Prosecution gets tribal expertise

2009-12-10T23:30:00Z Prosecution gets tribal expertiseCLAIR JOHNSON Of The Gazette Staff The Billings Gazette
December 10, 2009 11:30 pm  • 

Two attorneys with Indian Country experience joined the U.S. Attorney’s Office on Thursday.

Chief U.S. District Judge Richard Cebull administered an oath to practice in federal court to Dawn Bitz-Running Wolf, an assistant U.S. attorney in the Great Falls office, and to Diane Cabrera, the Crow Tribe’s prosecutor.

U.S. Attorney Bill Mercer said the addition of Bitz-Running Wolf and Cabrera will expand prosecutions from the state’s Indian reservations and strengthen and improve communications between federal prosecutors and tribal and state agencies.

“Both of them have an awful lot of practical experience they bring on Day One to help us do this work,” Mercer said.

Bitz-Running Wolf fills a formerly vacant position in the Great Falls office and brings to 23 the number of assistant federal prosecutors in the state.

Bitz-Running Wolf said she is meeting with Crow and Northern Cheyenne officials this week.

Cabrera’s position as a special assistant prosecutor is new. Mercer said he believes Cabrera is the first tribal prosecutor nationally to become a special assistant. “It’s a great day in Indian Country,” Cabrera said. The Department of Justice, she said, is going in the right direction on tribal issues and Montana is in the forefront.

Bitz-Running Wolf will assume tribal liaison responsibilities statewide for the U.S. Attorney’s Office.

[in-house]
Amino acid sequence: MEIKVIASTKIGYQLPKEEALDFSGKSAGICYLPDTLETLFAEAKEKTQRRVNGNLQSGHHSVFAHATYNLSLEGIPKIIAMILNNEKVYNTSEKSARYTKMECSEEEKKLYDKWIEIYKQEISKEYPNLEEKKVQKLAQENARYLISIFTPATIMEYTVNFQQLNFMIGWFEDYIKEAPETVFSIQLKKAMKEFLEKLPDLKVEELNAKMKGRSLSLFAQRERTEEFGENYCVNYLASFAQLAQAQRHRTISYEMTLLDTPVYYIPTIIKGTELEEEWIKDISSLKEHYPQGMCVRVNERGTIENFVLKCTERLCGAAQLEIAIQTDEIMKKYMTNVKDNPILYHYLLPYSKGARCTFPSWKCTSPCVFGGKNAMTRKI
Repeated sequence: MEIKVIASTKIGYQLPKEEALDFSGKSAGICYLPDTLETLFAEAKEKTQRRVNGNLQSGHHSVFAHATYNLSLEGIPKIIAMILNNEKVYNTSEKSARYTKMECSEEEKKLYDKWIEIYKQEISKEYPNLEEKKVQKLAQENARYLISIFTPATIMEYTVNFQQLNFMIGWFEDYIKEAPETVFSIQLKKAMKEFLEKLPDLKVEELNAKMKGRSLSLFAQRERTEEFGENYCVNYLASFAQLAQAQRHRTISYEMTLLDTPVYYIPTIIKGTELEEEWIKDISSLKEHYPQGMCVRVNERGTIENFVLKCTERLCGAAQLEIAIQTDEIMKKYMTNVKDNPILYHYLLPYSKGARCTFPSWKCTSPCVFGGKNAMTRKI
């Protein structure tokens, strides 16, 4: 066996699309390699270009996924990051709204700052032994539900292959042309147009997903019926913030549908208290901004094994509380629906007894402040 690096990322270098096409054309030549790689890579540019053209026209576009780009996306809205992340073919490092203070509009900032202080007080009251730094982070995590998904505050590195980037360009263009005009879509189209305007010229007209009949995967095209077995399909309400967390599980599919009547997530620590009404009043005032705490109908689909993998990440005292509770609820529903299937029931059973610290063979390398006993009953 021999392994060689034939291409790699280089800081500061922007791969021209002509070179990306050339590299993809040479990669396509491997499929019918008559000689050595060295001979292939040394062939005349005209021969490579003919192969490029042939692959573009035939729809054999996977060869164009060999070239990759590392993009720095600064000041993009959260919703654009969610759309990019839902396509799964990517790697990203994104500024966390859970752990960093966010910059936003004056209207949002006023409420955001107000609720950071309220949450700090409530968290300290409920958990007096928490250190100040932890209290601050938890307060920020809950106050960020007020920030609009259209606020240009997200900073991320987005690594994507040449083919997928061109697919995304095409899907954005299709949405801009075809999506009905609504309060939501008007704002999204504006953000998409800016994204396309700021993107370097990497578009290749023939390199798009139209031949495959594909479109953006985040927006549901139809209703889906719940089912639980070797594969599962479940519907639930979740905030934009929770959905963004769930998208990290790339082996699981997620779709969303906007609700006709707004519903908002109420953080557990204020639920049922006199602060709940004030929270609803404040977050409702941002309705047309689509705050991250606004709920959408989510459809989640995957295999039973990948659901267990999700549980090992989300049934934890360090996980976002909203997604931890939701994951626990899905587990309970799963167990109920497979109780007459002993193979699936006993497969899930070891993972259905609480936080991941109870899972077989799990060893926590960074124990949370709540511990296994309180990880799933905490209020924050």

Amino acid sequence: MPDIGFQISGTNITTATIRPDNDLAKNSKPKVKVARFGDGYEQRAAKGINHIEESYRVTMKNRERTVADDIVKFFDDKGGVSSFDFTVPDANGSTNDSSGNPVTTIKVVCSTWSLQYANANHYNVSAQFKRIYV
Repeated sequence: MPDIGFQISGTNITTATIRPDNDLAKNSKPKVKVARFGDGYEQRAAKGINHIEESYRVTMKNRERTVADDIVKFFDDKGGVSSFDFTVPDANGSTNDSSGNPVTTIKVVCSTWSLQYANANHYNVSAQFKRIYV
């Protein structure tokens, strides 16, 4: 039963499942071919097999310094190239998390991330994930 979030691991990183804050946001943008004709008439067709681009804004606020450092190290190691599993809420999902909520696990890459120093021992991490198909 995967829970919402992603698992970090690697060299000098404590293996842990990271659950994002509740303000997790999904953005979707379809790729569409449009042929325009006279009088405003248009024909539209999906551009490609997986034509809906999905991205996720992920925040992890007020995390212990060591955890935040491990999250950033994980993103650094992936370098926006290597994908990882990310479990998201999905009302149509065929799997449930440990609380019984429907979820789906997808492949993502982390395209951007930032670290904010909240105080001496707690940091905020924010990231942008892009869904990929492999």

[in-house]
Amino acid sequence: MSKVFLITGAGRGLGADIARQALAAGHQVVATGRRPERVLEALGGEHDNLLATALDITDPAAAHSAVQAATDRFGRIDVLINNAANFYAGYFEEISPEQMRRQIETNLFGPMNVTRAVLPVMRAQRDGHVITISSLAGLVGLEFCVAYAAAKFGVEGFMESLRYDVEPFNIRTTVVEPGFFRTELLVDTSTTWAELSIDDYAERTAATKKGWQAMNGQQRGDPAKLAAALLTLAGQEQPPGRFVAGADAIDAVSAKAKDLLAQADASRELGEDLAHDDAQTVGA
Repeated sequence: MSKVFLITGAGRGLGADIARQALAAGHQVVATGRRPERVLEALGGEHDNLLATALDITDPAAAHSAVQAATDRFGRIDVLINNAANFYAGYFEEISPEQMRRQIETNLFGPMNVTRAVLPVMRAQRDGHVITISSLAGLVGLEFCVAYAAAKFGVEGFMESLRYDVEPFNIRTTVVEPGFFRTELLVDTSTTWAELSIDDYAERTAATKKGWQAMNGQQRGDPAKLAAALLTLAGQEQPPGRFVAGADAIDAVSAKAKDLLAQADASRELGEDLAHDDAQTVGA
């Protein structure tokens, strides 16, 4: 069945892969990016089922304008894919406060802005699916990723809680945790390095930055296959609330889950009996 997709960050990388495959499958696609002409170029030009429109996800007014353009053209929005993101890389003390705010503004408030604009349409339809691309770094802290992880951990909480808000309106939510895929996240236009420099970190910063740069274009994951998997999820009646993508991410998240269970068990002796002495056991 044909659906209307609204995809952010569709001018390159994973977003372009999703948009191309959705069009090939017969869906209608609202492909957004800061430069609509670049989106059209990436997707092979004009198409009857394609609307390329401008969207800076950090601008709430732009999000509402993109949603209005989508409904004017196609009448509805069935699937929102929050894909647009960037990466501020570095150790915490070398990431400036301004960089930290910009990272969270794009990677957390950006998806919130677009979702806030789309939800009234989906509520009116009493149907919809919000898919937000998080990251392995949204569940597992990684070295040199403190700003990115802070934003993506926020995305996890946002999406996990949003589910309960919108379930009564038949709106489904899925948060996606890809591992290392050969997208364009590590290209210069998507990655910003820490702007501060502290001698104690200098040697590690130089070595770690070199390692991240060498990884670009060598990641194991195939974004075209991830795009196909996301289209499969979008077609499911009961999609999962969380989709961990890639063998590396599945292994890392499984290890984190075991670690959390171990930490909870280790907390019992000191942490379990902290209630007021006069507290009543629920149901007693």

The goal of the program is to maintain communication with key officials to make sure crimes under the Major Crimes Act are investigated and charged, Mercer said. Bitz-Running Wolf will assume the liaison duties previously performed by other prosecutors.

Bitz-Running Wolf also will prosecute lower-priority major crimes, like burglaries, and misdemeanors, like domestic abuse, which can fall outside tribal and state jurisdictions.

In crimes where the offender is non-Indian and the victim is Indian, only the feds have jurisdiction, Mercer said. The tribe has no jurisdiction over non-Indians, and the state has no jurisdiction on reservations. Federal court is the only place where those kinds of crimes can be prosecuted, Mercer said.

“We’ve been told over time this is a significant problem,’’ he said.

Bitz-Running Wolf, who grew up in Browning, is a graduate of Arizona State University College of Law. She has an associate’s degree from the Blackfeet Community College and a bachelor’s degree from the University of Great Falls. She served as a drug court coordinator for the Wind River Reservation in Wyoming and in 2007 became a tribal prosecutor for the Washoe Tribe in Nevada.

Cabrera has been the Crow Tribe’s prosecutor since 2007. She has a law degree from the University of New Mexico School of Law with a certificate in Indian law. She has a bachelor’s degree in political science from the University of Hawaii and taught kindergarten in Hawaii. Before working for the Crow Tribe, Cabrera was an assistant public defender and then assistant attorney general for the Commonwealth of the Northern Mariana Islands.

Cabrera will have the authority to seek grand jury charges for federal cases. She will be handling cases from the Crow Reservation, Mercer said.

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